By Jim Donovan

PHILADELPHIA (CBS) – Car trouble is a headache none of us want to deal with. But when your vehicle needs immediate attention, you want to make sure you’re leaving it in the hands of someone you trust.

In this week’s Angie’s List report Jim Donovan explores some things you should know when it comes to taking care of your car and choosing a good mechanic.

One of the most important things you can do when it comes to caring for your car is doing your homework in advance.

“No one likes to hear this, but read the owner’s manual for your car. It’s amazing what it can tell you about your car and that will also help you be more educated when you are talking to your mechanic. If they are recommending something that is counter to the manual it’s a time for you to say wait, maybe i need a second opinion,” said Angie’s List founder, Angie Hicks.

But if you trust your mechanic, your less likely to think he’s steering you wrong so try to choose one before you have a big problem.

“Find a mechanic and test them out on small things, oil changes, and just basic items so they can develop a comfort level and the mechanic can get to know the car,” said Hicks.

And remember that basic maintenance won’t just build a relationship with your mechanic. It can also go a long way to keep your car running smooth.

“The most important item that we would consider is the simplest one too and that is just getting your oil changed on a regular basis
And we see it day in and day out people who are rigorous about it get it changed every 3-5 thousand miles versus the people that go longer intervals and we rip open, err pull open the engines and look inside you can see the difference from the people that do it often. It’s also one of the least expensive things you can do on your car,” said auto mechanic, Kevin Beck.

More from Angie on caring for your car:

The importance of oil changes:
Regularly change your oil – it’s typically an inexpensive service and takes care of a very important component of the vehicle. In addition, when the vehicle gets an oil change it allows the technician to inspect the other important components of the vehicle for necessary preventative/service. It’s the car owner’s responsibility to check their oil level. Check your oil frequently.

Got Expensive Repair Bills? Most auto repair specialists agree that the most expensive areas of your car to repair are the engine and transmission. It may be beneficial to get a second opinion with these issues.

Take a look: Always ask to see the old parts that were replaced and don’t be afraid to ask questions before.

Plan ahead: If you are going on a major road trip do not wait until the last minute to have your car serviced or repaired. Schedule this work well in advance to give yourself some time to validate the effectiveness of the repair before heading out on a trip.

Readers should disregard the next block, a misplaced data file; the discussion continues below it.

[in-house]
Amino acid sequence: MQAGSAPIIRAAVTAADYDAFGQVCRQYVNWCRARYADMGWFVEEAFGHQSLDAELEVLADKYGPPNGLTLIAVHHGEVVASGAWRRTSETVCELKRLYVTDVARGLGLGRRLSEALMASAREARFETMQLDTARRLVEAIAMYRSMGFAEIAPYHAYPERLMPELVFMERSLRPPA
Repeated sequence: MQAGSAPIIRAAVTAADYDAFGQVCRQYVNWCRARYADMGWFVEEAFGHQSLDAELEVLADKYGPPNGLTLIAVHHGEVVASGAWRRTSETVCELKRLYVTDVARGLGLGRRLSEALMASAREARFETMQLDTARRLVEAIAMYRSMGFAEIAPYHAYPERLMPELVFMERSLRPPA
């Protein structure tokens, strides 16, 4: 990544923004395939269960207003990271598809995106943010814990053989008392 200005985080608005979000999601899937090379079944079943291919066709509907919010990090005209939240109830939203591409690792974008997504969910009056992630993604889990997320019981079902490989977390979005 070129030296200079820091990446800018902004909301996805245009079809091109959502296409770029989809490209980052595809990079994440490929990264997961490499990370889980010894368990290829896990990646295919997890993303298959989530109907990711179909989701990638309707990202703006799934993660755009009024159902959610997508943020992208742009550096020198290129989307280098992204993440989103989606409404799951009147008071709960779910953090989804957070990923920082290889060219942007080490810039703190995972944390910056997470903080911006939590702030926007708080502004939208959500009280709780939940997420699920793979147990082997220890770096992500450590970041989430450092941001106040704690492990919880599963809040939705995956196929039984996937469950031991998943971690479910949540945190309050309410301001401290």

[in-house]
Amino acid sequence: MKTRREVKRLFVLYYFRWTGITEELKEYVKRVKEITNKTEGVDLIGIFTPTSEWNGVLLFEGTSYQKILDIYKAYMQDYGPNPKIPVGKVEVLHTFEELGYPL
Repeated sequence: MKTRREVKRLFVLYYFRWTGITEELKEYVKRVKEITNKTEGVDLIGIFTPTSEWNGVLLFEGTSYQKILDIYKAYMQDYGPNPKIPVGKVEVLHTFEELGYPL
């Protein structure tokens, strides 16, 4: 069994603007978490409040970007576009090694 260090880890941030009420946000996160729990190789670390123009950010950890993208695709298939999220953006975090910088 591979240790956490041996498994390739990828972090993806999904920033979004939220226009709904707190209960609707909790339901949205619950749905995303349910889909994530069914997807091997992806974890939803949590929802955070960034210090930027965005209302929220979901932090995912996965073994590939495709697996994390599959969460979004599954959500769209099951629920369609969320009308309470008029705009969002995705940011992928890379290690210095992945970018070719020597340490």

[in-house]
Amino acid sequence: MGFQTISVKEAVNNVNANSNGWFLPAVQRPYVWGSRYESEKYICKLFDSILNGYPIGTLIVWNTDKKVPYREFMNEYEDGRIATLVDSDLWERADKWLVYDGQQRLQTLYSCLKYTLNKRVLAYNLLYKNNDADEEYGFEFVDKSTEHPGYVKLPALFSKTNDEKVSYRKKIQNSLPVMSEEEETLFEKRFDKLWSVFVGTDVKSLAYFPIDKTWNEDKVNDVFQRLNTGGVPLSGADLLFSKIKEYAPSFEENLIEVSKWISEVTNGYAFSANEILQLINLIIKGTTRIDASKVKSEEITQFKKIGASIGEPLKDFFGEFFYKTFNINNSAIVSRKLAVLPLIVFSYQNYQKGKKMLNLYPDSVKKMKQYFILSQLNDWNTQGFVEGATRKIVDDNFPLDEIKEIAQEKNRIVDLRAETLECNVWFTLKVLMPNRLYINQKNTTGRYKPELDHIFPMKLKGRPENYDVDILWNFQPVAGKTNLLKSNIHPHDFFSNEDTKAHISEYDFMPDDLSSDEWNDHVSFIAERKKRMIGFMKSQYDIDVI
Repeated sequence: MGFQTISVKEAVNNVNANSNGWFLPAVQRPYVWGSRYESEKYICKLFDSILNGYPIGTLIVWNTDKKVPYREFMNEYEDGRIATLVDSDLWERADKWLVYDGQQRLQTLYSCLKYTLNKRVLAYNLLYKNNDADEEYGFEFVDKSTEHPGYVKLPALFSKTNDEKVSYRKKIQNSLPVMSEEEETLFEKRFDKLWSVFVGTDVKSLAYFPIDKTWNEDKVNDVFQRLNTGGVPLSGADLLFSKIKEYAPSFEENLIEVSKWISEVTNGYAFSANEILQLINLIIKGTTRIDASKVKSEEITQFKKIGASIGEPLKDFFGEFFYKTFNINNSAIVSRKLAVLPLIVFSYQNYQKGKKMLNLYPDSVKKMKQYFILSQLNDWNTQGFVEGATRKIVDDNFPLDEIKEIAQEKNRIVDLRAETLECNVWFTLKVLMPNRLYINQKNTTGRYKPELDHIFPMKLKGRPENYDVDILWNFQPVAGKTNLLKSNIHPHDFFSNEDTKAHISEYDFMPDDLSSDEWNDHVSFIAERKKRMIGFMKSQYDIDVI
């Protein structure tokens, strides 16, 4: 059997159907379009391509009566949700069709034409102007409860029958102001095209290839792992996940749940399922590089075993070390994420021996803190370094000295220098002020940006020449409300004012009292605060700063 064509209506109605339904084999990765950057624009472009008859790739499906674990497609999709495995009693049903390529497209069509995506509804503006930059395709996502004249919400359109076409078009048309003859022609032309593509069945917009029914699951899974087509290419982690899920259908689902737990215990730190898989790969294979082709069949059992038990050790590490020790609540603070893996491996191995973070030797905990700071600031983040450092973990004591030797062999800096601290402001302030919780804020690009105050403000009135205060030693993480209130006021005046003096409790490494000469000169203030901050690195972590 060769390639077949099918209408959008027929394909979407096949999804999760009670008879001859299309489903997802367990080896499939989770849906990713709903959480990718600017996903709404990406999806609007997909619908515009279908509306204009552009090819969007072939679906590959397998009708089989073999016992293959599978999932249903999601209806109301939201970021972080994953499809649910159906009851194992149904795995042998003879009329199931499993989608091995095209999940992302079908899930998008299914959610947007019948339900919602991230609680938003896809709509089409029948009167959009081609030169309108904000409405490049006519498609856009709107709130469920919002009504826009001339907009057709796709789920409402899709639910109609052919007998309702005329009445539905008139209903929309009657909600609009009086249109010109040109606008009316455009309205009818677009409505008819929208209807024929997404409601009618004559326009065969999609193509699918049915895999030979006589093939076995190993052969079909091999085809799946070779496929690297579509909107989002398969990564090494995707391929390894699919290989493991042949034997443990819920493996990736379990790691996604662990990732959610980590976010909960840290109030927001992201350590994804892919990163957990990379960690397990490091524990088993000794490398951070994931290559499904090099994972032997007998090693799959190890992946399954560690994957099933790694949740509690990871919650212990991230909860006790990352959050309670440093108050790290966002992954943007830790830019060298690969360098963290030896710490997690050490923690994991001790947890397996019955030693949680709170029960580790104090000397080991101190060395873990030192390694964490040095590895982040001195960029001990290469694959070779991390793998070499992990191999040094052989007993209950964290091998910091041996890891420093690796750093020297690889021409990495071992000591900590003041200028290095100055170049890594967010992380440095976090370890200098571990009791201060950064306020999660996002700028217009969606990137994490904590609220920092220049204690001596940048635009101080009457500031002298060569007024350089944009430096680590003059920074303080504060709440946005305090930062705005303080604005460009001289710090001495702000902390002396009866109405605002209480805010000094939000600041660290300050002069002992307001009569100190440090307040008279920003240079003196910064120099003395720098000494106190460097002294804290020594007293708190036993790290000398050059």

Angie’s List Tips: Finding reliable car repair:

Find a good shop before you need one: Don’t wait until your car is on the blocks to find a mechanic. Doing your homework and developing a long-term relationship with a mechanic/service shop will help you avoid being rushed into a last-minute decision. You’ll also be first in line for emergency service and cost savings. While shopping around, take your car in for a small service – for example, an oil change, and see how they treat you.

Check licensing & certification: State or local law may require that a shop be licensed or registered. ASE (Automotive Service Excellence) certified mechanics must have two years of experience and pass an exam to become certified. It’s important to know whether the technicians stay current with the latest repair advancements.

Specialty service: A full-service auto repair shop may be able to handle most of your needs, but if you need a highly specialized service, do some research to find the right specialist. If you have a good and long-term relationship with a full-service shop, you’ll likely find at least one good recommendation there.

Diagnosis: Many auto service shops charge a diagnostic fee to determine what ails your vehicle. Some may reduce or forgive that fee if you have the work performed there. Always ask why a repair is needed.

Get it in writing: Get a written estimate before authorizing repairs. Request that all replaced parts be returned and insist on a detailed invoice of work done, including an itemized description of parts and labor charges.

Warranty work: Determine if your warranty requires you to use a specific dealership or shop. If you use another source, keep all receipts in case your warranty coverage is questioned.

Get a second opinion: On expensive or complicated repairs, get a second estimate. If you decide to have the work performed elsewhere, be aware that you may have to pay another diagnostic charge.

Before you leave the shop: After repairs are finished, get a complete repair order that describes the work done. Ask to see any old parts. Some states require mechanics to give you any parts they have removed from your car unless the warranty requires they be sent back to the manufacturer.

Read and follow the manual: If you read nothing else in the manual that comes with your car, read the preventative maintenance schedule about tires and follow it. Becoming familiar with your service schedule can help you recognize discrepancies between what your car needs and a mechanic recommends.

Inspect a used car before buying: Taking a used car to an independent mechanic prior to purchase is an important line of defense for consumers. A pre-purchase inspection can zero in on leaks, engine problems, trouble with heating and cooling systems, or any other sizable, imminent repairs.

Check for hidden costs: Shops may charge an ecological fee, hazardous waste fee, etc. Ask about all costs and extra fees before having a repair done and always keep records of your car’s work.

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